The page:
Note on terminology

The terms ‘broker’ and ‘trafficker’ are often used interchangeably by stakeholders, including the media and civil society organizations (CSOs). This misuse risks blurring the lines between arranged marriages and trafficking. The term ‘broker’ refers to an intermediary who does not intend to exploit the client, and where their relationship with the client is more of a transactional or personal nature. Examples include marriage brokers in arranged marriages, and labour brokers from recruitment agencies. In the case of forced marriages and forced labour, the actors involved are traffickers. Traffickers may provide similar services, but also have the intent to traffic the person, using one of the means outlined in the Trafficking Protocol. The distinction between brokers and traffickers can therefore often be blurry, especially when a broker’s role morphs into that of a trafficker due to circumstances or situational factors, including greed, personal or financial motivation, etc., thus making it challenging for investigation and reporting. Within this report, the term ‘broker’ is used to include both trafficker and broker, while the term ‘trafficker’ is used exclusively in contexts where the intent to traffic is clear.

Scope of the research: Methodology and limitations This research adopted the following research approaches:

  • Review of grey literature in English, Khmer, Vietnamese and Chinese relating to human trafficking in Cambodia and of Cambodian nationals overseas, with a focus on forced or arranged marriages to Chinese men.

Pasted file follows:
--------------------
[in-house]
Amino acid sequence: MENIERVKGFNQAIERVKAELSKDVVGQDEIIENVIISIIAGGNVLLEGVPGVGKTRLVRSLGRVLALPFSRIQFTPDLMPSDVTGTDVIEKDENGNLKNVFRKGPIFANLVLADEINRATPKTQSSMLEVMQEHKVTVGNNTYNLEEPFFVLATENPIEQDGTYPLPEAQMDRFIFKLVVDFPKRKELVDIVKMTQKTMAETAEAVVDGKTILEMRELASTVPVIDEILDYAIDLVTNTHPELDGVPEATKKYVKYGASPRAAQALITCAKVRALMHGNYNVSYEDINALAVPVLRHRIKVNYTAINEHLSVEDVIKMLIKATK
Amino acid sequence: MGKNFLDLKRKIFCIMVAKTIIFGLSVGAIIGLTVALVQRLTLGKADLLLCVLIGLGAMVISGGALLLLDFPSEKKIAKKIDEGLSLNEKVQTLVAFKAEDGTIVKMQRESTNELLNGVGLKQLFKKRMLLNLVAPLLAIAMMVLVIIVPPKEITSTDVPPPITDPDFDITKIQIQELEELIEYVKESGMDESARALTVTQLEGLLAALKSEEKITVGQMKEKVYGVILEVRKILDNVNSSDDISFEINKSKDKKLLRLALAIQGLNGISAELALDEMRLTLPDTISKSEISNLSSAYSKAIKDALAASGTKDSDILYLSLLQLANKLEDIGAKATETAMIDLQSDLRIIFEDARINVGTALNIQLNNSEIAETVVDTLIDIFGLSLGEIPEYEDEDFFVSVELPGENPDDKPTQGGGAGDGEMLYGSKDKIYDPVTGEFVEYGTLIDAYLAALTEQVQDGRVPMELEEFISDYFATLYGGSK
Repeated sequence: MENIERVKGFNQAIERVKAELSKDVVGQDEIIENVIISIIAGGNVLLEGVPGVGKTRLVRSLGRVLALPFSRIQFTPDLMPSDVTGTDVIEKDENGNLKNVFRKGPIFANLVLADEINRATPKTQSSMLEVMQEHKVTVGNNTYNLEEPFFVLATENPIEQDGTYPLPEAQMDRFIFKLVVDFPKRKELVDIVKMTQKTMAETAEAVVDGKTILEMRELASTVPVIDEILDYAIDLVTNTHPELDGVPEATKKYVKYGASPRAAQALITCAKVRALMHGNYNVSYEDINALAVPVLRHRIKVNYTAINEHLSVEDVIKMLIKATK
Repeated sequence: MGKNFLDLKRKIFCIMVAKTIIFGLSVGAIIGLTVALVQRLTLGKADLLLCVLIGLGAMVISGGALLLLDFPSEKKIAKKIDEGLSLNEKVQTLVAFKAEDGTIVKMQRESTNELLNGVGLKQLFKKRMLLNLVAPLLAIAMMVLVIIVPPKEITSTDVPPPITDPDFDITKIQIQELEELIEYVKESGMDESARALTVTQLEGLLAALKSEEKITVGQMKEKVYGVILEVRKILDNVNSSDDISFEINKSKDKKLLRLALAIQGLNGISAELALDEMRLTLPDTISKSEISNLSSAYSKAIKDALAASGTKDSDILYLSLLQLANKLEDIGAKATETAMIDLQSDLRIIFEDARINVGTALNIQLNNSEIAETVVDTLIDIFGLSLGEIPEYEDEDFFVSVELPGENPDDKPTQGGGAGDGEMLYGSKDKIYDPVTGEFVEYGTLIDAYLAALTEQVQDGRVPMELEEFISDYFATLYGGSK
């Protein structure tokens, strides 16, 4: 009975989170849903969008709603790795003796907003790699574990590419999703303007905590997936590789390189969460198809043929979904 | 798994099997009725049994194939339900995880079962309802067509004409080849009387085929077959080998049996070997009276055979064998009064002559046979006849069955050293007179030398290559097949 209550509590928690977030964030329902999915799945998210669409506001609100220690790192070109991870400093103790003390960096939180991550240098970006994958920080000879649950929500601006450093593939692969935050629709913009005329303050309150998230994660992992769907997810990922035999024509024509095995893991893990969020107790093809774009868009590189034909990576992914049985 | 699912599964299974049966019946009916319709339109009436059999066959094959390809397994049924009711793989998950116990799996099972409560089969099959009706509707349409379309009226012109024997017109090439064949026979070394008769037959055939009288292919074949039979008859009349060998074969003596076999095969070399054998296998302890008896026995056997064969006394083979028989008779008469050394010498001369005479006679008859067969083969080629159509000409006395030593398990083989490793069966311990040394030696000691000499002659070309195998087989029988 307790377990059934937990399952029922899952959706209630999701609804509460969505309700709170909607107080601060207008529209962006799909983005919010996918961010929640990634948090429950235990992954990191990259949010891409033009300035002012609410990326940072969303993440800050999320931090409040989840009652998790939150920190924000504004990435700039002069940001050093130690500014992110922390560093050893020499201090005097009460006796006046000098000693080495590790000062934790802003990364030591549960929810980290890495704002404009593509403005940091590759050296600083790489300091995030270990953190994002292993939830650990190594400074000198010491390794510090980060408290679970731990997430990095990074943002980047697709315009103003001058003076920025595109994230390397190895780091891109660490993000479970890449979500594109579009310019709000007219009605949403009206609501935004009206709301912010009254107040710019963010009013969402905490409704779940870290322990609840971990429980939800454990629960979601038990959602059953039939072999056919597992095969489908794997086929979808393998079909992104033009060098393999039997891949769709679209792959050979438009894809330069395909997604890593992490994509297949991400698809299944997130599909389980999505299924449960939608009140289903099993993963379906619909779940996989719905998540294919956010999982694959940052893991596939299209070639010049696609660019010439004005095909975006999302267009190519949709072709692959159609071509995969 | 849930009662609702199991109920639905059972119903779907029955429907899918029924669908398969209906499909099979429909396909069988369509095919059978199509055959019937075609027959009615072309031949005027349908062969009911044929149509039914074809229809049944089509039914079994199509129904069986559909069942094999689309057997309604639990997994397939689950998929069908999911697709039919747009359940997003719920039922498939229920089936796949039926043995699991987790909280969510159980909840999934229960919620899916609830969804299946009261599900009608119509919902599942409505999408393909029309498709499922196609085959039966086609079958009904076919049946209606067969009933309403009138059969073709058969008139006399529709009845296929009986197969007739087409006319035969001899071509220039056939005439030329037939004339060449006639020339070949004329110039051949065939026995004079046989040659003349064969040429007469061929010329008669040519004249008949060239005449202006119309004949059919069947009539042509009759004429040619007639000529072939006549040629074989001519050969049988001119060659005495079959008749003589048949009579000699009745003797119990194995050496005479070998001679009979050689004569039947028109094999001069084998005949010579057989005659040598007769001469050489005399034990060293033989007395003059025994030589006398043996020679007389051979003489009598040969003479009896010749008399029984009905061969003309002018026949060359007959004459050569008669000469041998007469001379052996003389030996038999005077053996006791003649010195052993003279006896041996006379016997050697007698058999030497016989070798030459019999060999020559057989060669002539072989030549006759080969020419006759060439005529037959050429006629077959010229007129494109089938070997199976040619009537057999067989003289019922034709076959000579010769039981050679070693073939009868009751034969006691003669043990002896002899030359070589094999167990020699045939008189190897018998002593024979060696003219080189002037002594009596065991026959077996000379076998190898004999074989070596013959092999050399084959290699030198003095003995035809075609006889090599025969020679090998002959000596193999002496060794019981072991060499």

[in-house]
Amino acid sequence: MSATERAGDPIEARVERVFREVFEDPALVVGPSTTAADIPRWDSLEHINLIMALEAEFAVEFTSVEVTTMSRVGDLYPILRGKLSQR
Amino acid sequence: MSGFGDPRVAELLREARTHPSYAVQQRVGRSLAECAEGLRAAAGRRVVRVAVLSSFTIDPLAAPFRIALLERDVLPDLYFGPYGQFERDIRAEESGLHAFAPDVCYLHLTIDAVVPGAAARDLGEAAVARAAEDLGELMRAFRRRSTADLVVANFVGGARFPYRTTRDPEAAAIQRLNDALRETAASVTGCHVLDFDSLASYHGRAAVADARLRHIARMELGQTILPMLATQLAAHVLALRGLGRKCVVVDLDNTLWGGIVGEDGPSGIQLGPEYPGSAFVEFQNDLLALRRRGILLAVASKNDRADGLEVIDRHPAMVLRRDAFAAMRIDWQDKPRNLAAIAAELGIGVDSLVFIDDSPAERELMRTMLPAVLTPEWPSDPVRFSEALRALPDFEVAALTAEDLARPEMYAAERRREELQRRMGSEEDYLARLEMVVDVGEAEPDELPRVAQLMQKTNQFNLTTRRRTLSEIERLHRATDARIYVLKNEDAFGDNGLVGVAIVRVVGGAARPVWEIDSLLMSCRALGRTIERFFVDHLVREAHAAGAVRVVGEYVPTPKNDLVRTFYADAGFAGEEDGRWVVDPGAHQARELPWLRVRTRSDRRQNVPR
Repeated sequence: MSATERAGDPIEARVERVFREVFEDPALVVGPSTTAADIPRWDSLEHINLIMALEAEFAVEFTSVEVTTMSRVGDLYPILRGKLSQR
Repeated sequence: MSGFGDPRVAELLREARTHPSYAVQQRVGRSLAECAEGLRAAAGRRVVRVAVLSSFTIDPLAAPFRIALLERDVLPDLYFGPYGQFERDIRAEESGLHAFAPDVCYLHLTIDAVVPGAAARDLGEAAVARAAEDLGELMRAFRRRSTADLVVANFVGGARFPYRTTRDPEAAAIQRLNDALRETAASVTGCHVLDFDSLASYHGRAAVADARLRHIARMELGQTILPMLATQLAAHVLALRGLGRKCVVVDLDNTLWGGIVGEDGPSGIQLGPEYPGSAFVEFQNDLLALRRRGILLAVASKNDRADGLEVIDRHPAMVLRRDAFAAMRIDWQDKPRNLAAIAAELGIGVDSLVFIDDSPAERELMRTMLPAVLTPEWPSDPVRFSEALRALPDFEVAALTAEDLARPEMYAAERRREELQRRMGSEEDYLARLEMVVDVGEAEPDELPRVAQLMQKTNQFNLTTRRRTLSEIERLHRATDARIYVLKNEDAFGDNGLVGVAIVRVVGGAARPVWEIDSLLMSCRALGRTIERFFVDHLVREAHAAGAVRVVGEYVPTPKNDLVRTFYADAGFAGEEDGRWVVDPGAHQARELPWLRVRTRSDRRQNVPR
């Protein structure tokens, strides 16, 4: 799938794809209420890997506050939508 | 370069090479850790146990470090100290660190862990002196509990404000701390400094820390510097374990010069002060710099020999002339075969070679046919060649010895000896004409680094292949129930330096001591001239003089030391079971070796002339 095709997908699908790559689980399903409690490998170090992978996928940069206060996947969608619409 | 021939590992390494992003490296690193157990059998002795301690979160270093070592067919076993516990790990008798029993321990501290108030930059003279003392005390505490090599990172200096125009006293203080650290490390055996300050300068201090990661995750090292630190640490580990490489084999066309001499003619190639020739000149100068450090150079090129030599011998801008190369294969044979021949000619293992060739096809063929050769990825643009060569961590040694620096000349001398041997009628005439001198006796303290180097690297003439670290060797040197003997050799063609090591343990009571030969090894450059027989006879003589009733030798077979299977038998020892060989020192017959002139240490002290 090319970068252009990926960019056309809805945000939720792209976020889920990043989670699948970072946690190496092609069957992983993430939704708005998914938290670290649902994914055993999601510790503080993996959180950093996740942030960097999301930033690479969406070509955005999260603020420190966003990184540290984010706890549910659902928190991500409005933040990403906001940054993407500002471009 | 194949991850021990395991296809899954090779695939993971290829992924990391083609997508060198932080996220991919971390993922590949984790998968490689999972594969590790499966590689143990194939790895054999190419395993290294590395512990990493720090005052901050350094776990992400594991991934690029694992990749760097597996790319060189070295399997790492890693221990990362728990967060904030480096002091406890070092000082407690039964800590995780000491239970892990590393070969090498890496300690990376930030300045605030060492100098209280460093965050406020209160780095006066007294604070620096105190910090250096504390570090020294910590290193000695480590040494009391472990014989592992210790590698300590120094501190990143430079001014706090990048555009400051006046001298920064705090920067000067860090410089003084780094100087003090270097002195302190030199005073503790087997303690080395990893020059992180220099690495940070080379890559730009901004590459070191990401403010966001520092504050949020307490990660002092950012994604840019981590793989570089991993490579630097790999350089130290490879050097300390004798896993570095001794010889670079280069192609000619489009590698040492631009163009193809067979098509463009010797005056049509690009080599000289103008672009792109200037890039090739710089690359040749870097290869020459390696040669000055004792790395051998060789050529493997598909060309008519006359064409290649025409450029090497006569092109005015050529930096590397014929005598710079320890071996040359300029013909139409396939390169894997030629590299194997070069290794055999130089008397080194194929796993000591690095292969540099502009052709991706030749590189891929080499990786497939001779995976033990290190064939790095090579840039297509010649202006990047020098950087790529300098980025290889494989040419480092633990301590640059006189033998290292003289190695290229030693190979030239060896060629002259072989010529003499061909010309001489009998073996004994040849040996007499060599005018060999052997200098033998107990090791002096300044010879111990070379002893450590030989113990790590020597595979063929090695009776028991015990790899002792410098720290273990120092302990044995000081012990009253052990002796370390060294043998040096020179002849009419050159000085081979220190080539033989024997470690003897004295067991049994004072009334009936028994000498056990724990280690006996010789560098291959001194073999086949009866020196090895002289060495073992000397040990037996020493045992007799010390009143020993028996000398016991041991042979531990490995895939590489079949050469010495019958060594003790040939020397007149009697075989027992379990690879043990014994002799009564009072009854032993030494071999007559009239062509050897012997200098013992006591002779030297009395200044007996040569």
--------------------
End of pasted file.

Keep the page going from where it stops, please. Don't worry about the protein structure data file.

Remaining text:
• Review of Cambodian press reporting of human trafficking of Cambodians, in Cambodia and overseas, between 2017 and 2021.
  • Semi-structured in-depth interviews with 15 Cambodian CSOs, academics and local researchers working on trafficking in Cambodia, two international CSOs, one Vietnamese CSO, and two government stakeholders in Cambodia. Interviews were conducted in person in Phnom Penh, and remotely, between March 2021 and January 2022.
  • Semi-structured interviews with eight callers to CHC, including both survivors of trafficking and their families. CHC staff members with existing relationships with the survivors and their families initiated preliminary contact to check whether they wished to participate in the research. Only those that were willing to participate were then contacted by researchers under this study. Prior to commencing the interview, the interviewees were reminded that participation was entirely voluntary (and anonymized) and that they could terminate the interview at any point. These rights were repeated to the interviewees at regular intervals during the interview. Interviewing approaches were designed to minimize risks of re-traumatisation.